How did you end up a debt advisor?

I used to work as a social worker at the youth welfare office. My supervisor there was very open to new ideas, and my job taught me that debt can cause huge problems. That’s why we started setting up a debt counselling centre from the youth welfare office.

Who were your first clients?

My colleagues at the youth welfare office got me my first clients right in our office lunch room. Because if parents are on the edge of a financial precipice, it also has a negative impact on family harmony.

How much has the debt counselling centre’s client base changed in these thirty years?

Initially, we did not have any old people who sought advice. Today, however, people who are 70 or 80 years old come to see us.

How do 80-year-olds end up needing debt counselling services?

In most cases, these people have been dragging their debt along with them for decades. Two weeks ago, a client got in touch with me who first came here in 1991. He has a stable income now because he is retired, and we’re making a fresh attempt to get rid of his debt. Recently, I had an 87-year-old man whose firm had gone bankrupt. He might not live to see the day when he is free of debt. But people’s desire to get rid of their debt is very strong.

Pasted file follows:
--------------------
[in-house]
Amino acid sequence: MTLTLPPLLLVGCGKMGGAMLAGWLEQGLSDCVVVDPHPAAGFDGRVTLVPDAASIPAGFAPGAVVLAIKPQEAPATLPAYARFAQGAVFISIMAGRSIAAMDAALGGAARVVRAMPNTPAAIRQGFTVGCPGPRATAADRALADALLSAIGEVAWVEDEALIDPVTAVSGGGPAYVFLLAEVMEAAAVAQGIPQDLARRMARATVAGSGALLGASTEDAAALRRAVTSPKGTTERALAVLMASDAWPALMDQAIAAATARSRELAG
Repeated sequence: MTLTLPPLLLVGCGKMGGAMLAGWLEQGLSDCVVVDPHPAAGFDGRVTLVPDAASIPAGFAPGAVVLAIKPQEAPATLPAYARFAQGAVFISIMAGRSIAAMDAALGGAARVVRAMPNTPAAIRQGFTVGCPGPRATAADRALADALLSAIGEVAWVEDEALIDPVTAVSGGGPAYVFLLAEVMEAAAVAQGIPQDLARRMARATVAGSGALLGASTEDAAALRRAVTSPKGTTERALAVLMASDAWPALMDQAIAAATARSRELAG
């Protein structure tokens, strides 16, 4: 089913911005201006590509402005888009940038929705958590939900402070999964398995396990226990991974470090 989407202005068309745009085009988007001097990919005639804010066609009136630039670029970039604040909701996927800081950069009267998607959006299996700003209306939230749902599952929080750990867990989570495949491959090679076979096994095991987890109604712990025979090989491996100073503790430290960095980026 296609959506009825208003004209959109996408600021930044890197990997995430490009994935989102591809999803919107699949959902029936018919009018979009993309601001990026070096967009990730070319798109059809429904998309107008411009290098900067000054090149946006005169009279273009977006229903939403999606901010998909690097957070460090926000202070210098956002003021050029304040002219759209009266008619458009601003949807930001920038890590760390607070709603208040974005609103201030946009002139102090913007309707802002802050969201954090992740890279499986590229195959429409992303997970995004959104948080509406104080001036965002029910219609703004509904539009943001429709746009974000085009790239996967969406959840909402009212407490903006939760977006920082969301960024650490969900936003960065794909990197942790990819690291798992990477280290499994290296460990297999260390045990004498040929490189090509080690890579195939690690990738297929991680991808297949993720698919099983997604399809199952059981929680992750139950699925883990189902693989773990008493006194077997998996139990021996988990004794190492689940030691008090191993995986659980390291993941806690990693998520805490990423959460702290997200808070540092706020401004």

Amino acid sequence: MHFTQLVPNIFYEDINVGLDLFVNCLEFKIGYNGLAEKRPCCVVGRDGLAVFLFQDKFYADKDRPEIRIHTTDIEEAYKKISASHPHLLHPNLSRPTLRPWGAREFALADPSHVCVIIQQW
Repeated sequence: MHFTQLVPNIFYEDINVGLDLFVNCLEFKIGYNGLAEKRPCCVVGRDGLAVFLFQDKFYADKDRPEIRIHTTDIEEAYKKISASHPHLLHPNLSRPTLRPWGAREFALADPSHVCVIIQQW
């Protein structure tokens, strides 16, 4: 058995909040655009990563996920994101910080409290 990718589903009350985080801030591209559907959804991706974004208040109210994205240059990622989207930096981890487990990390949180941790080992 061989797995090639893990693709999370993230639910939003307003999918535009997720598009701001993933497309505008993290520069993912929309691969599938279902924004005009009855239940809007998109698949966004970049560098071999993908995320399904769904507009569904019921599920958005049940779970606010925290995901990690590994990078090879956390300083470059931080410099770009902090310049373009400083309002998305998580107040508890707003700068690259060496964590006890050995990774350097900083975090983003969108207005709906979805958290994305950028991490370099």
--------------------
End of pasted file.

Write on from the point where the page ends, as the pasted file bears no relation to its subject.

How difficult is it to get out of debt?

It’s possible, but it takes a long time. When we started offering our services, people who had fallen into a debt trap were having their wages garnished for the rest of their lives and didn’t stand a chance. Things got better after 1995 with the introduction of personal bankruptcy, despite massive resistance from creditors. You commit to pay a certain amount of money each month for five to seven years, after which you are free of debt. Under the amendment to Austrian insolvency law, the minimum insolvency quota for personal bankruptcy was abolished last year. That was a step in the right direction. We will have to get used to the fact that people who are poorly educated and poorly paid, or small business owners, can slip into debt and be faced with insolvency proceedings. This will become the norm, just as we know that, on average, new drivers crash their car within the first three or four years.